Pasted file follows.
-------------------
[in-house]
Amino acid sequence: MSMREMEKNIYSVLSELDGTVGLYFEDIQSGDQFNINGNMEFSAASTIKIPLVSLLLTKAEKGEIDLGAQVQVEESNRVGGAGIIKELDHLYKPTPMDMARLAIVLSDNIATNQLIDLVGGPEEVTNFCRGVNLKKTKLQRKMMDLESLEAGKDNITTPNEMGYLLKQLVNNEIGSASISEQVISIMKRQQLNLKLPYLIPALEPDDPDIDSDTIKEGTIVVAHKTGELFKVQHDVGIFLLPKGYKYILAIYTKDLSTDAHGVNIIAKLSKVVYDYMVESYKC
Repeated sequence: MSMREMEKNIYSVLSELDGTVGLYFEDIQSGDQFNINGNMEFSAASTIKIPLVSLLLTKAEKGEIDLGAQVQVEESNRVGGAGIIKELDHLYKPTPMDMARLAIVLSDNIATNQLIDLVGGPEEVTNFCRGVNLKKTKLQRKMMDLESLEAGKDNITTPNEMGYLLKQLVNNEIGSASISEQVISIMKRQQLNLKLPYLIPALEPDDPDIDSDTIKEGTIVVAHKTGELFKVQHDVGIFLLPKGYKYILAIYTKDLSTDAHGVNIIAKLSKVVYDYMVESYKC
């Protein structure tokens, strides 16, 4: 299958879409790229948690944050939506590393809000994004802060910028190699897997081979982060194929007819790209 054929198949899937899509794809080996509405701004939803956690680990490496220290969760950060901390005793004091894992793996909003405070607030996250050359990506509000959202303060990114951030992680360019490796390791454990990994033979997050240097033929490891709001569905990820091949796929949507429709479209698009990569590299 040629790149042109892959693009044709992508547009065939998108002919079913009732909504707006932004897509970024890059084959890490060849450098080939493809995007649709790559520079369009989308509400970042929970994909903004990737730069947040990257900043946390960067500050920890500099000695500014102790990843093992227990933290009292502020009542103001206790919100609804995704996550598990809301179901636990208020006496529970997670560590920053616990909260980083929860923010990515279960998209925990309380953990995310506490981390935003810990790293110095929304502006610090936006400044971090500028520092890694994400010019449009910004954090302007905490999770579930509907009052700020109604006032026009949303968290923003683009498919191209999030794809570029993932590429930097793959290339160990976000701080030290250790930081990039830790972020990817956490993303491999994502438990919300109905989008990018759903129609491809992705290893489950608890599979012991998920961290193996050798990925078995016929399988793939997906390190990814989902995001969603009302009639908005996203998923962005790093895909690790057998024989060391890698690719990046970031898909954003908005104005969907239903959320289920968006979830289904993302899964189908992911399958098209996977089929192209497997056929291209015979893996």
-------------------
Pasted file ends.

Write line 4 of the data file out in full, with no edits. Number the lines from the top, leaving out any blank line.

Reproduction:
């Protein structure tokens, strides 16, 4: 299958879409790229948690944050939506590393809000994004802060910028190699897997081979982060194929007819790209 054929198949899937899509794809080996509405701004939803956690680990490496220290969760950060901390005793004091894992793996909003405070607030996250050359990506509000959202303060990114951030992680360019490796390791454990990994033979997050240097033929490891709001569905990820091949796929949507429709479209698009990569590299 040629790149042109892959693009044709992508547009065939998108002919079913009732909504707006932004897509970024890059084959890490060849450098080939493809995007649709790559520079369009989308509400970042929970994909903004990737730069947040990257900043946390960067500050920890500099000695500014102790990843093992227990933290009292502020009542103001206790919100609804995704996550598990809301179901636990208020006496529970997670560590920053616990909260980083929860923010990515279960998209925990309380953990995310506490981390935003810990790293110095929304502006610090936006400044971090500028520092890694994400010019449009910004954090302007905490999770579930509907009052700020109604006032026009949303968290923003683009498919191209999030794809570029993932590429930097793959290339160990976000701080030290250790930081990039830790972020990817956490993303491999994502438990919300109905989008990018759903129609491809992705290893489950608890599979012991998920961290193996050798990925078995016929399988793939997906390190990814989902995001969603009302009639908005996203998923962005790093895909690790057998024989060391890698690719990046970031898909954003908005104005969907239903959320289920968006979830289904993302899964189908992911399958098209996977089929192209497997056929291209015979893996």